HBT Weekend Wrapup

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The trade deadline was redonkulous — we here at HBT had over 100 posts between Friday and Saturday — but you can at least begin to scratch the surface by checking out a handy dandy rundown of all the deals as well as our take on the deadline’s winners and losers.

Beyond trade deadline insanity:

  • What they’re saying about the Lance Berkman trade. You’ll be shocked to learn that Lupica is angry that the Yankees didn’t make a deal that would be easier for him to write about.
  • Alex Rodriguez got a day off from the chase for home run number 600 (well, he pinch hit). I continue to find it delicious that New York writers who did nothing but complain about A-Rod’s alleged me-first attitude for years are now growing increasingly annoyed that A-Rod has not achieved a purely personal statistical milestone as fast as they’d like him to.
  • 400 career stolen bases for Carl Crawford. His more valuable contribution to society: he’ll one day be the guy that those filming documentaries about the Tampa Bay Rays dynasty go to in order to talk about the “Devil Rays” era.
  • History is not on the Red Sox’ side. Which, if form holds, will just be the latest excuse Red Sox fans will use to justify launching into their patented “nobody believes in us” claptrap.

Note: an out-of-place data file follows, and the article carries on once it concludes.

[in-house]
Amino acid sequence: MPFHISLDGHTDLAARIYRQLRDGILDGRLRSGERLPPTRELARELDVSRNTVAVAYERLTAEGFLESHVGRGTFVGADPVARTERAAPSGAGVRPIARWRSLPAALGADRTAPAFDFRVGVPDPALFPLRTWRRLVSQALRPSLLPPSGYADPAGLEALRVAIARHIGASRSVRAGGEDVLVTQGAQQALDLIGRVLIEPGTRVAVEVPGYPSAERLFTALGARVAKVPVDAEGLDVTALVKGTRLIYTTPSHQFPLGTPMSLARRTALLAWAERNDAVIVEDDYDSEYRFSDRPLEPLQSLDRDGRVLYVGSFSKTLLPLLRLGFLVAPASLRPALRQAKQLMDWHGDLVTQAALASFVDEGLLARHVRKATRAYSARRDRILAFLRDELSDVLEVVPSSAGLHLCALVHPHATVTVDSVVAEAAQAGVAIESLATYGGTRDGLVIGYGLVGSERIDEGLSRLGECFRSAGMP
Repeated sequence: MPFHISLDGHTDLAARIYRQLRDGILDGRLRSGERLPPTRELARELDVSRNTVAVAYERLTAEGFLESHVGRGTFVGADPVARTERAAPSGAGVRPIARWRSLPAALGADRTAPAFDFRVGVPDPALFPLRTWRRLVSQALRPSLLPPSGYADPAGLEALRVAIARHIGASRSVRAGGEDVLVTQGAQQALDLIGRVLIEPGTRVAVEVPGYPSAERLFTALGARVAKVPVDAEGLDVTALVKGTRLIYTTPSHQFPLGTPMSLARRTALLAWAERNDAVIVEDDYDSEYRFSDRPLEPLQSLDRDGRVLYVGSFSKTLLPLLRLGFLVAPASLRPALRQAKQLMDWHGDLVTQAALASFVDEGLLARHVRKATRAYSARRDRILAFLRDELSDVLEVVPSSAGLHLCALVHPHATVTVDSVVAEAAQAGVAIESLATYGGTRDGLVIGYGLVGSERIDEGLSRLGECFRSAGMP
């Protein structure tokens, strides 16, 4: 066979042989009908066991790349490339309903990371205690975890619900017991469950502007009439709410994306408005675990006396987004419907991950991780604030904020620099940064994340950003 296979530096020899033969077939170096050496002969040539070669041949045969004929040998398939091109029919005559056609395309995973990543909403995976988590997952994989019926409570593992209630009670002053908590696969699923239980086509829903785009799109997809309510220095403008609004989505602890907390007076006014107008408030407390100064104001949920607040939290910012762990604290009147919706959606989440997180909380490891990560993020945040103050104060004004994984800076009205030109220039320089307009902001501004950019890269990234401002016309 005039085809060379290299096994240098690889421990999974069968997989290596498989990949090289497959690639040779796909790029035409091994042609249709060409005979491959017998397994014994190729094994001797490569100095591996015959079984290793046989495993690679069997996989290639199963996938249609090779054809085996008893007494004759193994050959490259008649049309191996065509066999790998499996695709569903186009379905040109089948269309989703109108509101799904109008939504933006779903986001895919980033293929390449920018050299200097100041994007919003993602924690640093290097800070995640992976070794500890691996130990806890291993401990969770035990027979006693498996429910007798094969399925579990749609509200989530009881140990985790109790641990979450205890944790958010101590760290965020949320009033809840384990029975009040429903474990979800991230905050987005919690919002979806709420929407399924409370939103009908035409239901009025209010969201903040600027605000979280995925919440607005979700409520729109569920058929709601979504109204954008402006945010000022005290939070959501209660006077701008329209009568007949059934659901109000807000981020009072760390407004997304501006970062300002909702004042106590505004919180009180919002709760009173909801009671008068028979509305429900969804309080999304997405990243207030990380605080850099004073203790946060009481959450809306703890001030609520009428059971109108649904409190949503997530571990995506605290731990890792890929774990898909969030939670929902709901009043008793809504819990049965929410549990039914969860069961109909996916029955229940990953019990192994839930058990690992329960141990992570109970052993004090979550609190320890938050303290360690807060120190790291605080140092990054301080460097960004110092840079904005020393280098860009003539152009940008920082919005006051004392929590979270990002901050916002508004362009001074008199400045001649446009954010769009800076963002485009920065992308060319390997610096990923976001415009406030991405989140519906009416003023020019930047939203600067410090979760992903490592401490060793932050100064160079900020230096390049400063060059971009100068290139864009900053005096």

And now, without further ado, let us begin the week.

Yankees sign Adam Lind to a minor league deal. Again.

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The Yankees signed Adam Lind to a minor league deal this past offseason. Then they released him during spring training. Now they have signed him to another minor league deal. He’ll report to extended spring training where he’ll now try not to get extended released.

Lind is a platoon guy with little defensive value, but he hit .303/.362/.513 with 14 home runs and 59 RBI in 301 plate appearances for the Nationals last season, serving as a pinch-hitter and backup first baseman and outfielder. The injury to Greg Bird and the impending suspension of Tyler Austin — he’s currently on appeal — will likely give him at least some opportunity to show that he’s still a big leaguer.

Which, yeah, he probably still is. Or at least would be if teams didn’t have 13 and 14-man pitching staffs and actually had room for a couple of bench position players. Such is not the current game of baseball, however.